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How To Track Your Child's Progress Through a Baby Growth Chart

Medically reviewed by Regina Victoria Boyles, MD · Pediatrics

Written by Fiel Tugade · Updated Oct 19, 2022

    How To Track Your Child's Progress Through a Baby Growth Chart

    Watching your child reach each milestone can make you feel that time is passing by too fast. Your tiny baby who was once in your womb for nine months is getting bigger as each day goes by. You might be wondering, “Is my child’s growth normal for their age? And when should I be concerned?” The answers to your questions can be easy to find. You can learn more about your child’s progress through the World Health Organization or WHO growth chart. 

    Understanding the Baby Growth Chart

    Every parent wonders if their child’s growth is on track. And at times — though they shouldn’t — they may even compare the size of their child with other children of the same age. Sometimes, questions may also arise due to other factors that affect the growth of your child.

    A baby growth chart shows how your child is developing through projections of their height, weight, and head size. This then helps you and your doctor track their continuous development. On some occasions, these charts may provide an early indication if your child has a medical problem.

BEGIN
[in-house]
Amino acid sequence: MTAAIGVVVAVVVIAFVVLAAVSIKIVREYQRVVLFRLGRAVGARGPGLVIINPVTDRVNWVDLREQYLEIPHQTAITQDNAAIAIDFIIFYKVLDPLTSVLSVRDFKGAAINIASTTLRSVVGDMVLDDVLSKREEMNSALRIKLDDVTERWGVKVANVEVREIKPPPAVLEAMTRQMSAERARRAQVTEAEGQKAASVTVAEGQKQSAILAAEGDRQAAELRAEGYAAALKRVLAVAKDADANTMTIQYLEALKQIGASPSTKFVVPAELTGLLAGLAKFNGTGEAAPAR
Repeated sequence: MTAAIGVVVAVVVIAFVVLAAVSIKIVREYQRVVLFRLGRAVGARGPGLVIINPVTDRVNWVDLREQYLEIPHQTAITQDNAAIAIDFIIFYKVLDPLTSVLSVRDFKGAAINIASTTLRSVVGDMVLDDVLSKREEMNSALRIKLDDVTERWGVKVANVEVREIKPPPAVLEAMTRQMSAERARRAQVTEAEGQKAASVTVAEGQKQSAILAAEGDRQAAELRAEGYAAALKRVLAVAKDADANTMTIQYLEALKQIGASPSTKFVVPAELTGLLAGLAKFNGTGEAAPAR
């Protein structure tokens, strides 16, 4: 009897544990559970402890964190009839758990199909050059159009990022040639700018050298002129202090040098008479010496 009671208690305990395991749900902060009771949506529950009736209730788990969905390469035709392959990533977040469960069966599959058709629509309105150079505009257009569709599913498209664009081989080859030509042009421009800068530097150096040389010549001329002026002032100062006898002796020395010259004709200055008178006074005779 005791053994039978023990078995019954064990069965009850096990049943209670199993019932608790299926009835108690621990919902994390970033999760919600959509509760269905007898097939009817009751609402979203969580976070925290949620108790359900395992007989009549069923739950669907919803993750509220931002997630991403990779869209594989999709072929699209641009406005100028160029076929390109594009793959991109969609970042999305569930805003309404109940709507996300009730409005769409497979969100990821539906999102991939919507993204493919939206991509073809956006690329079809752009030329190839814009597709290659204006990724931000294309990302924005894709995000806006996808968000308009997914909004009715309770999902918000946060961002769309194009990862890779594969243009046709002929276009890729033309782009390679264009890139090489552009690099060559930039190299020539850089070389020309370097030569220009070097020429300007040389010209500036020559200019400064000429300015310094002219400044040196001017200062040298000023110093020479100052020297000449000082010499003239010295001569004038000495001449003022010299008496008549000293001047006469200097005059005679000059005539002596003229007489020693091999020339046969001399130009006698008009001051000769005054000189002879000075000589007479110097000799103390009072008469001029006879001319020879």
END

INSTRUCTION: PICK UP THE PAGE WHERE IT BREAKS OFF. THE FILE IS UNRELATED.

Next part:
Pediatricians use a baby growth chart as a standard measure during regular physical checkups to identify whether or not your child is  growing at the right pace, according to their own individual growth curve.

    Every child is different, so a baby growth chart is a better way to measure proper development than comparing your child to others.

    Girls and boys grow in different patterns and at different rates. For this reason, there are different growth charts for boys and girls.

    How Will Your Baby Be Measured?

    At birth, the doctor will weigh and measure your baby. During succeeding checkups, your child’s pediatrician will perform regular measurements to track their growth. They usually measure three important things:

    • Weight
    • Height or length (measured while lying down for children under the age of three, and standing up for children over the age of three)
    • Head circumference (measured by wrapping a measuring tape around the back of the head above the eyebrows)

    Babies under the age of two are usually measured using a special infant scale. This scale is particularly useful for measuring the weight of newborns.

    If you have a premature baby, the age on the chart must be adjusted to take into account the weeks until they reach the age of two. And by the time they are 2 years of age, doctors will then calculate for the child’s body mass index (BMI). This index helps in estimating a child’s body fat. 

    There are some cases wherein a child’s weight fluctuate from day to day. This is normal for growing babies. The measurements are then compared with the standard (normal) range for children of the same gender and age while taking into account your child’s individual growth pattern.